diversity. 28 U.S.C. § 1441(b)(1). Plaintiffs only challenge the
citizenship of defendant Alcentra. In its notice of removal,
partners. (Docs. 1 at 4, ¶ 8; 1-4). Alcentra offers evidence of its
citizenship by a declaration from its managing partner, who states
that none of the partners are Alabama citizens. (Doc. 1-4 at 2).
Alcentra also lists all the partners, but the list only states the
type and location of each entity. (Doc. 1-4 at 5-9). No further
allegations or evidence of citizenship is included with the notice
Plaintiffs argue that these allegations are insufficient to
insufficiency of the notice of removal, Alcentra has presented
voluminous new evidence regarding its members’ citizenship in its
response to the motion to remand. Plaintiffs contend that this new
evidence is impermissible but even if considered still insufficient
to establish diversity jurisdiction. Thus, the court is presented
sufficient to establish this court’s jurisdiction? (2) Is Alcentra
permitted to supplement or amend the notice of removal with new
jurisdiction? Each will be discussed in turn.
A. Sufficiency of the Original Notice of Removal
In the notice of removal, Alcentra essentially offers two
types of evidence to demonstrate its citizenship: (1) a listing of
the entity type and location of each partner and (2) statements by
Alcentra’s managing partner that none of Alcentra’s partners are
Alabama citizens. Plaintiffs contend that neither of these is
Alcentra’s provided list is plainly incapable of demonstrating
diversity. To allege citizenship of a member corporation, Alcentra
must allege the corporation’s state of incorporation and principal
place of business. To allege citizenship of a member partnership,
LLC, or other non-corporate entity, the removing defendant must
state the citizenship of each and all of the entity’s members.
Merely listing one location for each of these entities, without
even stating the significance of the locations listed, does not
provide the court with the information necessary to ensure that it
Alcentra’s general allegation that none of its partners are
Alabama citizens is similarly insufficient. This court and others
in the Eleventh Circuit have routinely rejected such conclusory
allegations, sometimes referred to as Mother Hubbard allegations.
See, e.g., Muscle Shoals Assoc., Ltd. v. MHF Ins. Agency, Inc., 792
F. Supp. 1224, 1227 (N.D. Ala. 1992) (“This Court, to fulfill its
duty, must be informed by the allegations of plaintiffs' complaint
of the exact citizenship of this partnership's general and limited
partners ... each one of them and not by a ‘Mother Hubbard’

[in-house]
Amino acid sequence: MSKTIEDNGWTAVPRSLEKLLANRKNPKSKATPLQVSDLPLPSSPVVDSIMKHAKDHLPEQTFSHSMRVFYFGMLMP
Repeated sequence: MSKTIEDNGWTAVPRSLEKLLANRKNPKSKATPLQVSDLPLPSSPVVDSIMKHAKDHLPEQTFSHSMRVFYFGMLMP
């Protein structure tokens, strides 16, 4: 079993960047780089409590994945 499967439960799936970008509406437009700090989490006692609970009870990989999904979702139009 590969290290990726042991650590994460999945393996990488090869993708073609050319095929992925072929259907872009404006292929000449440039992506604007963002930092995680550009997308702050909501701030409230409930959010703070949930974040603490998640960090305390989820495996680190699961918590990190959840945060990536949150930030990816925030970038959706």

2:09–cv–566–FtM–29DNF, 2011 WL 2293124, *1 (M.D. Fla. June 9, 2011)
(“A conclusory allegation that there is diverse citizenship is
insufficient . . . .”); see also Toms v. Country Quality Meats,
Inc., 610 F.2d 313 (5th Cir. 1980) (“[W]hen jurisdiction depends on
citizenship, citizenship should be ‘distinctly and affirmatively
alleged.’”) (quoting 2A James Wm. Moore et al., Moore’s Federal
Practice ¶ 8.10 (2d ed. 1961)). Without distinct and affirmative
allegations of citizenship, this court cannot fulfill its duty to
inquire into its jurisdiction. Thus, Alcentra’s notice of removal
facially fails to confer jurisdiction upon the court.
B. Alcentra’s Ability to Supplement or Amend the Notice of Removal
Plaintiffs contend that, because Alcentra’s original notice of
removal is insufficient, the action must be remanded because
Alcentra is not permitted to amend or supplement the notice. In
support, plaintiffs point to application by district courts around
the country of a standard that would allow amendment of removal
notices under 28 U.S.C. § 1653 if allegations of jurisdiction are
merely defective, but not if the allegations are missing entirely.
See, e.g., Winters Gov’t Sec. Corp. v. Cedar Point State Bank, 446
F. Supp. 1123 (S.D. Fla. 1978). The Eleventh Circuit, however, has
not applied this standard; instead, it has held that the district
court should consider all jurisdictional evidence, whether the
evidence is presented with the notice of removal or in response to
a motion to remand. Pretka v. Kolter City Plaza II, Inc., 608 F.3d
744, 773 (11th Cir. 2010). The Court there stated:
While it is undoubtedly best to include all relevant
evidence in the petition for removal and motion to
remand, there is no good reason to keep a district court
from eliciting or reviewing evidence outside the removal